About Me

Where do I start? I have had such a varied career over the years, it's difficult to know the right place to begin my tale!

I was born in Cheshire, and lived there until I was 17, where the family moved to a small Leicestershire market town. I eventually moved to Birmingham in 1996, having worked in and around the Midlands (gigs and computing) for several years.

My roadie career began in early 1985, when I got together with a young band called Thursday Child from Nuneaton. I and a few friends decided they needed a road crew and offered to help them out at gigs they were doing in the local area. The band only lasted about a year and a half, but it was great fun while it lasted. During the same time, I also got involved with the up and coming progressive rock band IQ.

As I needed something to help me out while I followed my passion for gigs, I enroled at Coventry Lanchester Polytechnic (before it was officially a University) on a Computing course. Don't tell my parents but most of my grant got spent of travel expenses to and from gigs up and down the country!

After graduating from Lanchester Polytechnic, I joined GEC Telecommunications to work on their design package, called EDCAD. EDCAD was the tool used to design a System X digital telephone exchange. Utilising an in-house designed AI (Artificial Intelligence) expert system and the Pafec DOGS CAD system, EDCAD could create detailed floor plans, wiring & cabling plans and parts list, which were all used to build and install a single telephone exchange. GEC Telecommunications became GEC Plessey Telecommunications (GPT), and with the change in name came a major restructuring program together with several rounds of redundancies. This coincided with me doing more roadie gigs, so I left.

During the late 80s and early 90s, I'd be working during the day, and gigging in the evening. Most roadie gigs were with Ark and IQ, but there were a few others along the way too. For non-roadie gigs, I'd be driving up and down the UK, and a few excursions to mainland Europe. A wonderful time, despite many late nights.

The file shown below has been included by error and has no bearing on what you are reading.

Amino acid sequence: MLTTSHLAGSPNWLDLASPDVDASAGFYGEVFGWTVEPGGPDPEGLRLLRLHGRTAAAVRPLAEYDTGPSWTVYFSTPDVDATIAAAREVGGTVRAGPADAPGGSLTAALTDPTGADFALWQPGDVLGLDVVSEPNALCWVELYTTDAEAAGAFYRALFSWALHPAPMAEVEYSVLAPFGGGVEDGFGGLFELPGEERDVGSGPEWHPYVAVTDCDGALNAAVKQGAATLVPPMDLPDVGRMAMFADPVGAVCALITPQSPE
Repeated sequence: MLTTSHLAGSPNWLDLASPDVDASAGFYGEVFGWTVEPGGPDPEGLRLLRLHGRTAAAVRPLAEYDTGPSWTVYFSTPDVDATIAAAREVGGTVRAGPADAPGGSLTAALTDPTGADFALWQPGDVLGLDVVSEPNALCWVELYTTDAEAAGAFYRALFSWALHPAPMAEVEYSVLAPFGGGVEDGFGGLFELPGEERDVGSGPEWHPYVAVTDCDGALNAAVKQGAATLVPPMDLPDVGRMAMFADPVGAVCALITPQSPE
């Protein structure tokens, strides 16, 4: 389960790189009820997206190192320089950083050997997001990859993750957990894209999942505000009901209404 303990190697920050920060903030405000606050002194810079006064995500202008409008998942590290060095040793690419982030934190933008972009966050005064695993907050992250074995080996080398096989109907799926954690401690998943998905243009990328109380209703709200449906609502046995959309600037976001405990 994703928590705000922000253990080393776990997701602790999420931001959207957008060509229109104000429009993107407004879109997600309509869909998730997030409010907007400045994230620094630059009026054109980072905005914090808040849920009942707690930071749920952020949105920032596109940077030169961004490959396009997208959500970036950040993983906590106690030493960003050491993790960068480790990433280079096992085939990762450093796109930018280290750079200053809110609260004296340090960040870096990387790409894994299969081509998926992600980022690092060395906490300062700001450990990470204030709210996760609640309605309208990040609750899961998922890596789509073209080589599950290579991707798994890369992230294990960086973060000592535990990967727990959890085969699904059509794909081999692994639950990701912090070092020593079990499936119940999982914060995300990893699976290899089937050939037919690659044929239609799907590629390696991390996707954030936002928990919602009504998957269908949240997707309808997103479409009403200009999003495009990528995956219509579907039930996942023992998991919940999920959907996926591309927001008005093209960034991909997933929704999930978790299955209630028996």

In 1992 I became a professional Lighting Engineer, Drum Technician & Stage Manager, largely for the rock band ARK. Over the course of 4 years, I toured over half the countries in the EU, averaging around 200 gigs a year. I have worked with the famous, the not so famous, and "who???". The fun being with unknowns, but the money being with the famous. One day I may write my memoirs, but I don't think anyone will believe me! After 4 years on the road, moving up towards getting asked to do some bigger gigs, I opted to go back into computing industry.

After 4 years professionally crewing, the adventurous and imaginative side of my nature got me my next job at JPM International Ltd. who are a fruit machine company. While there I helped to write several machines for the bingo, pub, casino and video quiz machine markets, including an amalgamation between a fruit machine and a crane grabber, called Star Turn. If you'd have been to the Mecca Bingo Hall, Acocks Green during 1997, you may have seen it in the arcade room. Following completion of a video quiz machine, I decided I needed a change.

My enjoyment for gigging never stopped during this time, although it did dwindled somewhat. Since 1994 I had been working with the Birmingham Jazz Series Concerts, which took place around Birmingham, where I provided the lights for concerts at The Adrian Boult Hall, as well as acting crew boss for many of their gigs at other Birmingham venues. In 1995 I started working with two Leicester bands, Prolapse and CUSP. Sadly both Prolapse and CUSP no longer exist, but some wonderful memories still remain.